While it can be normal for a teenager to lack confidence at times, people with self-esteem issues normally view themselves differently to how others view them.
Low self-esteem can be particularly hard for young people especially when they’re doing things like starting high school or work, and forming new friendships and relationships. Keep reading to understand self-esteem issues that may come up for your teenager and ways to help your child feel better about themselves and their capabilities.
This can help if you:
- suspect your child is suffering from low self-esteem
- want to learn how to build your child’s self-esteem
- would like to identify the causes of your child’s low self-esteem.
Why your child’s self-esteem is important
Positive self-esteem for teens is important as it allows them to try new things, take healthy risks and solve problems. In turn, their learning and development will be productive and will set them up for a healthy and positive future. A young person with healthy self-esteem is more likely to display positive behavioural characteristics, such as:
- acting independent and mature
- taking pride in their accomplishments/acheivements
- accepting frustration and dealing with it responsibly
- trying new things and challenges
- helping others when possible
How can low self-esteem affect my child?
When someone has low self-esteem they tend to avoid situations where they think there’s risk of failure, embarrassment or making mistakes. These can involve school work, making friends, and trying new activities, which are all important parts of a healthy teenage life.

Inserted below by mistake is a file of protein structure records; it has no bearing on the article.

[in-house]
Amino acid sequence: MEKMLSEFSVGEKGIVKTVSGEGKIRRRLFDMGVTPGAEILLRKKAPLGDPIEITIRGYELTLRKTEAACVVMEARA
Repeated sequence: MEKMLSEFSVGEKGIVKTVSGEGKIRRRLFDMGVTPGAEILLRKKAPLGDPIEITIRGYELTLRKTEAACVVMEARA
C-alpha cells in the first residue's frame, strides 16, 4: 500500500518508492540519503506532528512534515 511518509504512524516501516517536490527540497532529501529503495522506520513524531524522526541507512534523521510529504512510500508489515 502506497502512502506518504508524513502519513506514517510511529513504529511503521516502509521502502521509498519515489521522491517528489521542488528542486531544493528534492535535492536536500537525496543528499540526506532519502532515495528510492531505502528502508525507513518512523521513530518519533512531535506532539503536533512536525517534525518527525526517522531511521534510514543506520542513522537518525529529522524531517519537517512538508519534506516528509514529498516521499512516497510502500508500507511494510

If the low self-esteem is not identified and treated, then it can lead to problems such as:
- relationship troubles or difficulty making friends
- -negative moods such as feeling sad, anxious, ashamed or angry
- low motivation
- poor body image
- earlier sexual activity
- drinking alcohol and/or taking drugs to feel better
What can cause low self-esteem?
How a person feels about themselves is a result of their experiences and how they deal with situations. The most common causes of low self-esteem in teenagers are:
- unsupportive parents, carers or others that play an influential role in their life
- friends who are bad influences
- stressful life events such as divorce or moving houses
- trauma or abuse
- poor performance at school or unrealistic goals
- mood disorders such as depression
- bullying or loneliness
- ongoing medical issues
Signs of low self-esteem
A child with low self-esteem will more than likely be having negative thoughts about their worth and value as a person. Some general signs that your child has low self-esteem include:
- avoiding new things and not taking up opportunities
- feeling unloved and unwanted
- blaming others for their own mistakes
- -not being able to deal with normal levels of frustration
- -negative self-talk and comparisons to others
- fear of failure or embarrassment
- difficulty making friends
- low levels of motivation and interest
- can’t take compliments and shows mixed feelings of anxiety or stress.
There are things you can do to support your child to have positive self-esteem, but it’s also important to remember that teenage self-esteem develops and changes quite frequently overtime. If your child doesn’t show signs of positive self-esteem immediately, it doesn’t necessarily mean you’re doing something wrong!